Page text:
Insects, diseases and weeds, oh my! Keeping these pests at bay on a golf course is a constant challenge, but good results are increasingly achievable with the help of modern pesticides. Still, sometimes pesticides do not deliver the results one might expect. Perhaps the treatment timing was off, or the rate applied was too low? Maybe the product selected is not an effective control option, or a large percentage of the pest population has developed resistance? These issues are often the first things that come to mind when a product comes up short. What is often overlooked, however, is the role that water quality plays.
It should come as no surprise that water quality plays a key role in the effectiveness of an application. After all, the vast majority of a given spray mixture is comprised of water – often more than 95 percent. Despite being such a huge percentage of what is applied to the turf, the water itself often receives little thought when planning an application. Measuring a specific volume during the mixing process to achieve a desired dilution is typically the only attention water gets.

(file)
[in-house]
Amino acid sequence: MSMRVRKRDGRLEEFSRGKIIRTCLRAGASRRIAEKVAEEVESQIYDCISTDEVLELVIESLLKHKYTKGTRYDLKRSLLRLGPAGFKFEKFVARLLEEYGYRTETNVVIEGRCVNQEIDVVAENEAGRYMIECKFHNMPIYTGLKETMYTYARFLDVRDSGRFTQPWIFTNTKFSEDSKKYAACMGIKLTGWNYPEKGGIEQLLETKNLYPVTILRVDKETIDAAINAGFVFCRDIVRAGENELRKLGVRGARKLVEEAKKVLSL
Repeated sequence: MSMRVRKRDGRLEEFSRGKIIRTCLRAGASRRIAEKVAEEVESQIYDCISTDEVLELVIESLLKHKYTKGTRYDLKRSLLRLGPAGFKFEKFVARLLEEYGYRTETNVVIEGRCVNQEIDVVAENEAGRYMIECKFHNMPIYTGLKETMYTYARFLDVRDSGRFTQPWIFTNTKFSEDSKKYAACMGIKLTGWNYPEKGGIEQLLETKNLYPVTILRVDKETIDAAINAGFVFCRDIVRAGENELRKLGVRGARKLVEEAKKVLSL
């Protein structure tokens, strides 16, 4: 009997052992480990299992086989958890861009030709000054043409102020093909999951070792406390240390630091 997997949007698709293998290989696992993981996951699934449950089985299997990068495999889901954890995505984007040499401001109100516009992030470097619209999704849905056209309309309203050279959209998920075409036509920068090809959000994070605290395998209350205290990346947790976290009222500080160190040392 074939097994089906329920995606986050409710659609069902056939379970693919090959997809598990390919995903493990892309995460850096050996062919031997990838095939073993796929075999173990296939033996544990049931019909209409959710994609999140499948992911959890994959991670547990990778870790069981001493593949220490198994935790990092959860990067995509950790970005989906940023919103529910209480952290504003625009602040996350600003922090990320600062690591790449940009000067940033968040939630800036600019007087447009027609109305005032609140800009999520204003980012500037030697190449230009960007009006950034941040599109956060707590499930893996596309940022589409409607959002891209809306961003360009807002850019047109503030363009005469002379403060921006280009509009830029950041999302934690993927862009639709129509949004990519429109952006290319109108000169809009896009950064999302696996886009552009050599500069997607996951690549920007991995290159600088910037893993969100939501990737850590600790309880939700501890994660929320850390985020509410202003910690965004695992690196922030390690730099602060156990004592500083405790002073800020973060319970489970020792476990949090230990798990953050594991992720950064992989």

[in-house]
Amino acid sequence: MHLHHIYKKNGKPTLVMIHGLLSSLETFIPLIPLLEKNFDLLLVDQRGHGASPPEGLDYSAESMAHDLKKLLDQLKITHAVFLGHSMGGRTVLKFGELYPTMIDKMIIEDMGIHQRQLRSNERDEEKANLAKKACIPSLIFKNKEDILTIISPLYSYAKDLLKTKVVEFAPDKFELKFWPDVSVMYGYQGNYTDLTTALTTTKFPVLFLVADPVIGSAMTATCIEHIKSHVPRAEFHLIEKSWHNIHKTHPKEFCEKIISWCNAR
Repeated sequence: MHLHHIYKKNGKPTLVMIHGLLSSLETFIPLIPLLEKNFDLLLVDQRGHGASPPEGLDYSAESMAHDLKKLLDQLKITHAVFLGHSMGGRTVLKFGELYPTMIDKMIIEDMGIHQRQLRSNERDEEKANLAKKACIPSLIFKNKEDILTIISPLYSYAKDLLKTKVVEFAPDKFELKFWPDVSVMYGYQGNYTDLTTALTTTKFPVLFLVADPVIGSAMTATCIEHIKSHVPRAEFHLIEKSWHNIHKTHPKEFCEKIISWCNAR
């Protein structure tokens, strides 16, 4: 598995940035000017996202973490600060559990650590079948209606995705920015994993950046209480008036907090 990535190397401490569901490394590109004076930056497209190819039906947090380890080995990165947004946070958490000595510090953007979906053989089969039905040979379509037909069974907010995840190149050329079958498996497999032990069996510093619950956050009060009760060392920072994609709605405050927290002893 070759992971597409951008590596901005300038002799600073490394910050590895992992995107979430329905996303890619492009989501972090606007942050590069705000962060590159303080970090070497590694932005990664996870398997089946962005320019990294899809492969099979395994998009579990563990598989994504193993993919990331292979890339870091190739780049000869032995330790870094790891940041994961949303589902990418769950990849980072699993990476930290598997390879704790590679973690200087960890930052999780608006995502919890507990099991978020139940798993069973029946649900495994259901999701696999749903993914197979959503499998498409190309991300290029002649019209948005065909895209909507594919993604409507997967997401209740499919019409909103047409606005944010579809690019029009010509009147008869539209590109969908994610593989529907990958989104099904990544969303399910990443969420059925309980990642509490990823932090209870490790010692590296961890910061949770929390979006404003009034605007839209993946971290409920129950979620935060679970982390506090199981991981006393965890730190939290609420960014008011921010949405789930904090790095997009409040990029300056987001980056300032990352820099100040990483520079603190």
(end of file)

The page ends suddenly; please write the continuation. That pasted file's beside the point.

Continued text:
Superintendents could learn a thing or two from farmers, who routinely adjust the water carrier before adding a pesticide to the tank. This is a simple, low-cost step that can increase the effectiveness of certain pesticides. So, what water issues are farmers trying to overcome and how do they make their water better?
The two main attributes to consider when evaluating water quality that can negatively affect pesticide performance are pH and hardness.